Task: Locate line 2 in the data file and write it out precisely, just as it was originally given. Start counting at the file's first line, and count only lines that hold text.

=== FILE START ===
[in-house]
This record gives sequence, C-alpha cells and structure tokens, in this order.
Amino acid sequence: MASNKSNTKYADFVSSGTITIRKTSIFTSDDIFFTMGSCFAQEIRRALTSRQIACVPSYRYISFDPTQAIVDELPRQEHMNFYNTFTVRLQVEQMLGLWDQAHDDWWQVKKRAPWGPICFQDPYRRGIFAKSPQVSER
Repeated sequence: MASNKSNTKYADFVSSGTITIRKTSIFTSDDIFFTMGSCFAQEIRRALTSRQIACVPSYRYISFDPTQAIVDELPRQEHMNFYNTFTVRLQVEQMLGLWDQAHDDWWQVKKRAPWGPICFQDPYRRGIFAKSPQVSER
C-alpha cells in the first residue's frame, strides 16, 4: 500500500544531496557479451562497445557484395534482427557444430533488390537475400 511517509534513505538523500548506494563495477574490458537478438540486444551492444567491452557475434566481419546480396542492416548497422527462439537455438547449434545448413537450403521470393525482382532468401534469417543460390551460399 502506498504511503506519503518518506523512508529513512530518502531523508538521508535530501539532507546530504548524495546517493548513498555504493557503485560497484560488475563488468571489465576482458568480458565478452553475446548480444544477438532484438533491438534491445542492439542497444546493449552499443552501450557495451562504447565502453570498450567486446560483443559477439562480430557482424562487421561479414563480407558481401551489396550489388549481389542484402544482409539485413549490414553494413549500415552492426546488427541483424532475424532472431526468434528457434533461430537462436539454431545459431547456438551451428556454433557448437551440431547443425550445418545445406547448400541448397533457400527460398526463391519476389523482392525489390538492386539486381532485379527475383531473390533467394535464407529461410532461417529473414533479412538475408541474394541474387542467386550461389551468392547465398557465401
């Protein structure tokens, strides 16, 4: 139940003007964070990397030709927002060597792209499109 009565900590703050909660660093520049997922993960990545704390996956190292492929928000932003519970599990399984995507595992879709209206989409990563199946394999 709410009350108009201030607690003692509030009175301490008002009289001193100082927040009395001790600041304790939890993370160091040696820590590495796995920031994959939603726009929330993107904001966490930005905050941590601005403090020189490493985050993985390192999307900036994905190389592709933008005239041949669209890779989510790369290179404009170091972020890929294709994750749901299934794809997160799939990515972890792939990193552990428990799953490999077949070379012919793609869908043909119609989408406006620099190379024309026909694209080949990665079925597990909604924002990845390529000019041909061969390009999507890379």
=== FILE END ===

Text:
This record gives sequence, C-alpha cells and structure tokens, in this order.